A “Rule Of Reason” Is. . . Well, A Right Reasonable Rule

I am very late getting to this, tonight — an unusually busy day — in the realms of my other duties.

I think the Supremes have crafted a wise and important decision today — applying a “rule of reason” analysis to so-called “pay for delay” patent litigation settlements — between branded pharma on the one hand, and generic makers, on the other.

[By the way, the decision is not nearly so novel as the dissenting justices might try to have us believe. The “rule of reason“, in antitrust settings, is a well-worn path, for almost 90 years now. And it is the right one. It’s a moderates’ moderate approach to the problem. And here is my half-hearted guess, back in March 2013, that it would turn out this way.]

It is certainly true that the law should still favor reasonable, modest, sensible settlement of disputes — without “Thunderdome-style” death-matches — in patent litigation. But the law ought also protect the consuming public from collusive settlements — ones that are so unreasonably large — that they appear to simply be thinly disguised “splittings” of the monopoly (patented drug) market profits, by artificially delaying the entry of a generic drug. There can scarcely be any doubt that today’s decision will enhance the overall effectiveness of Obamacare. It will improve the positive US economic impact (savings to be garnered from lower drug pricing) of the health care reform measures, system wide.

That said, it will now be interesting to see how this all plays out, in future industry practice. What will be branded pharma’s counter move? And will the generics be willing to risk enforcement by the FTC, in order to keep playing the same old games? I doubt it, especially now that the balance tips toward competing, head to head — as soon as possible — on a straight market risk-return analysis. Finally, the weakness of some of the branded pharmas’ patents will be front-and-center, and generics will — I predict — be more willing to exploit (under a Paragraph IV challenge) the weaker patents, and risk being sued by the branded makers. So, in sum, I suspect we will see more litigation; fewer quick settlements, fewer massive settlements, and falling prices, overall — at least for US health care consumers.

Quoted below is a bit of Justice Stephen G. Breyer’s analysis (for the majority) — feel free to read it all, here (as a 43 page PDF file):

. . . .[T]he fact that a large, unjustified reverse payment risks antitrust liability does not prevent litigating parties from settling their lawsuit. They may, as in other industries, settle in other ways, for example, by allowing the generic manufacturer to enter the patentee’s market prior to the patent’s expiration, without the patentee paying the challenger to stay out prior to that point. Although the parties may have reasons to prefer settlements that include reverse payments, the relevant antitrust question is: What are those reasons? If the basic reason is a desire to maintain and to share patent-generated monopoly profits, then, in the absence of some other justification, the antitrust laws are likely to forbid the arrangement.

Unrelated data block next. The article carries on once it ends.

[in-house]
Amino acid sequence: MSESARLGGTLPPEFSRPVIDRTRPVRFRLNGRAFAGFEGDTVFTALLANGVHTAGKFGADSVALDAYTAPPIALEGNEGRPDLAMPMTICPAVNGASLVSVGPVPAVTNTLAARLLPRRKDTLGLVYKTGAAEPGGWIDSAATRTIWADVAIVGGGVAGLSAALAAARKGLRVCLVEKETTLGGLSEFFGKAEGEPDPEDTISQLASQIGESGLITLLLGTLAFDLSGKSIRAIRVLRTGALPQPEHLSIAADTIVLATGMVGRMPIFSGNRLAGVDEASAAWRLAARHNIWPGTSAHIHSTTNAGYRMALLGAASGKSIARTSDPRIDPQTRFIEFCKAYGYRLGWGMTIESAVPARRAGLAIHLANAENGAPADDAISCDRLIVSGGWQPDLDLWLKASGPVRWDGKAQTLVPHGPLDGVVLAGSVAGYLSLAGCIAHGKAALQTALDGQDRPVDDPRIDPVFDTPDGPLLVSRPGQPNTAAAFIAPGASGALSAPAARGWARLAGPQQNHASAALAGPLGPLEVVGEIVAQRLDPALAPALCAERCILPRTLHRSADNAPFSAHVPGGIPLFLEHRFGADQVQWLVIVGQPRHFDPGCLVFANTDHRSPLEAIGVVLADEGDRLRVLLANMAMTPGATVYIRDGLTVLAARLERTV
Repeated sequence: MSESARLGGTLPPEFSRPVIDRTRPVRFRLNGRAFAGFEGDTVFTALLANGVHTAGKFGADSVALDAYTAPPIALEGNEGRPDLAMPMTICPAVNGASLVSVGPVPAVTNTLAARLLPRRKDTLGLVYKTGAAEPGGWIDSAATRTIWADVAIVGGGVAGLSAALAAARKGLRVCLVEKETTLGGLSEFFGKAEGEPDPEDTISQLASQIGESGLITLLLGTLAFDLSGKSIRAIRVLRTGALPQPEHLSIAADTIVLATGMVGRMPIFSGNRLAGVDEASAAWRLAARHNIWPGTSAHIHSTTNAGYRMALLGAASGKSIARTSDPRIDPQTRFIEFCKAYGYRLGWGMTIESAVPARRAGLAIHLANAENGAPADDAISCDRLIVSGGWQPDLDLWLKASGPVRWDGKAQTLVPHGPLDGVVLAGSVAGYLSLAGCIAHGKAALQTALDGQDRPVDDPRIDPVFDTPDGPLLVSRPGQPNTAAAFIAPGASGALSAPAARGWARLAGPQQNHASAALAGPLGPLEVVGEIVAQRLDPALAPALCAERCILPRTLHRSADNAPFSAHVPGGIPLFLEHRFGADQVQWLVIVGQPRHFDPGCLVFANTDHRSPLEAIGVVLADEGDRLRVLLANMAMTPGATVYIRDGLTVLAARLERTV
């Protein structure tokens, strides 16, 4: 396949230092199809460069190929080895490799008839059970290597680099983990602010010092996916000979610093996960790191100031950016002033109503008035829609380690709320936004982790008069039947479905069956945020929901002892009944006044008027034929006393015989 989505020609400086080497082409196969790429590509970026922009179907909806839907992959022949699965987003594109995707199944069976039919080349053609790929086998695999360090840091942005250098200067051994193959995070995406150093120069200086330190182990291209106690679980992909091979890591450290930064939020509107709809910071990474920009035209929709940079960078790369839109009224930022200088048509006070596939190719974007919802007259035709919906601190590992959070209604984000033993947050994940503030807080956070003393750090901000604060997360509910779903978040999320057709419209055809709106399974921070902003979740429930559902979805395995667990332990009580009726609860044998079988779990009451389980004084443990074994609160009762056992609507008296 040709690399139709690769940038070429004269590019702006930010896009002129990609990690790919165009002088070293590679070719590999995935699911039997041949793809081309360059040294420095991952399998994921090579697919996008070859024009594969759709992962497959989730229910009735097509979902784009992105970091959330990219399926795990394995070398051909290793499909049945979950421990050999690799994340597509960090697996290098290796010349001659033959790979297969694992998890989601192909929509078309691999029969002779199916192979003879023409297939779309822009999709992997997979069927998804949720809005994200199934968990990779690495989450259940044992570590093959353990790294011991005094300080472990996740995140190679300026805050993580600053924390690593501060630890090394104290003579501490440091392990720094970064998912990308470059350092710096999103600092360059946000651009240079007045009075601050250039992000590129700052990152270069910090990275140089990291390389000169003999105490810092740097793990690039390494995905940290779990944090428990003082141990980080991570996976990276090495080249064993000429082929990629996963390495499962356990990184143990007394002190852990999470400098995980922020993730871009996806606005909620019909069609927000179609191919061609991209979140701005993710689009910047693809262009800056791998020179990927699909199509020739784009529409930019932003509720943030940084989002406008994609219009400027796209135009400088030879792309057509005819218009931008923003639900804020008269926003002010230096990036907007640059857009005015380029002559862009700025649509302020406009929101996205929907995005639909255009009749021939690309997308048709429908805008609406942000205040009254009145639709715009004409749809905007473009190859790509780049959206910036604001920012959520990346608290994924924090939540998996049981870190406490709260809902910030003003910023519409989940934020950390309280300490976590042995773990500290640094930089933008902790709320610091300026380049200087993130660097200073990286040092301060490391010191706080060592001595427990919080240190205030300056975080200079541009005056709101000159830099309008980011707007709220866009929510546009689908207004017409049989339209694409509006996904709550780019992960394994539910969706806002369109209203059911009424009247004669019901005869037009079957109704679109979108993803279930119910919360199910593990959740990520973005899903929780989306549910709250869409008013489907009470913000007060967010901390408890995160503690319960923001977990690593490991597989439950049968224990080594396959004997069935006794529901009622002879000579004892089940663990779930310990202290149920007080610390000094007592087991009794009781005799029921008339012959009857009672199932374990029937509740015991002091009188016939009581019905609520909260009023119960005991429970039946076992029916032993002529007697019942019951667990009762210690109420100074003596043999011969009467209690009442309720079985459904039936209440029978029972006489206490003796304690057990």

In sum, a reverse payment, where large and unjustified, can bring with it the risk of significant anticompetitive effects; one who makes such a payment may be unable to explain and to justify it; such a firm or individual may well possess market power derived from the patent; a court, by examining the size of the payment, may well beable to assess its likely anticompetitive effects along withits potential justifications without litigating the validity of the patent; and parties may well find ways to settle patent disputes without the use of reverse payments. In our view, these considerations, taken together, outweigh the single strong consideration — the desirability of settlements — that led the Eleventh Circuit to provide near-automatic antitrust immunity to reverse payment settlements. . . .

I do think the majority’s opinion got this one just right. More commentary, in the coming weeks, as we watch the holding take effect — in pending cases, in the lower courts. I will confidently predict that more generic drugs will make it to the US market — and make it there, earlier — than was the case, prior to today’s decision. And that will certainly be good for the 99.999 per cent of Americans whose health care and prescription budgets are contrained by varying degrees of lack, in resources.


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